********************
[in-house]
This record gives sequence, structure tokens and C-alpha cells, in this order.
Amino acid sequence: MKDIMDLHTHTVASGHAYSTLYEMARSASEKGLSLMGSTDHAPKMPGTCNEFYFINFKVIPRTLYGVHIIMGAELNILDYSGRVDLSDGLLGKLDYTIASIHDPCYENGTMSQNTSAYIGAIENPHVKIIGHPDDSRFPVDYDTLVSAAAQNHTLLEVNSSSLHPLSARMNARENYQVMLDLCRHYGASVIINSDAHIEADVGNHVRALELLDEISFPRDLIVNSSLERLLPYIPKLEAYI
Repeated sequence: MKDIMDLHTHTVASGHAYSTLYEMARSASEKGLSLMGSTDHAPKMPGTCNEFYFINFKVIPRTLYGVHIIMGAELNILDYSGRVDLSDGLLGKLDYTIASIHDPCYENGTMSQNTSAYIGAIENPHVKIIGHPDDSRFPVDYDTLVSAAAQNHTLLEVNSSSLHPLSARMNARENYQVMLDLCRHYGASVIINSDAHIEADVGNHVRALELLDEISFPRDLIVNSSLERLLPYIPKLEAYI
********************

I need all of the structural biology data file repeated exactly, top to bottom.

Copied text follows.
[in-house]
This record gives sequence, structure tokens and C-alpha cells, in this order.
Amino acid sequence: MKDIMDLHTHTVASGHAYSTLYEMARSASEKGLSLMGSTDHAPKMPGTCNEFYFINFKVIPRTLYGVHIIMGAELNILDYSGRVDLSDGLLGKLDYTIASIHDPCYENGTMSQNTSAYIGAIENPHVKIIGHPDDSRFPVDYDTLVSAAAQNHTLLEVNSSSLHPLSARMNARENYQVMLDLCRHYGASVIINSDAHIEADVGNHVRALELLDEISFPRDLIVNSSLERLLPYIPKLEAYI
Repeated sequence: MKDIMDLHTHTVASGHAYSTLYEMARSASEKGLSLMGSTDHAPKMPGTCNEFYFINFKVIPRTLYGVHIIMGAELNILDYSGRVDLSDGLLGKLDYTIASIHDPCYENGTMSQNTSAYIGAIENPHVKIIGHPDDSRFPVDYDTLVSAAAQNHTLLEVNSSSLHPLSARMNARENYQVMLDLCRHYGASVIINSDAHIEADVGNHVRALELLDEISFPRDLIVNSSLERLLPYIPKLEAYI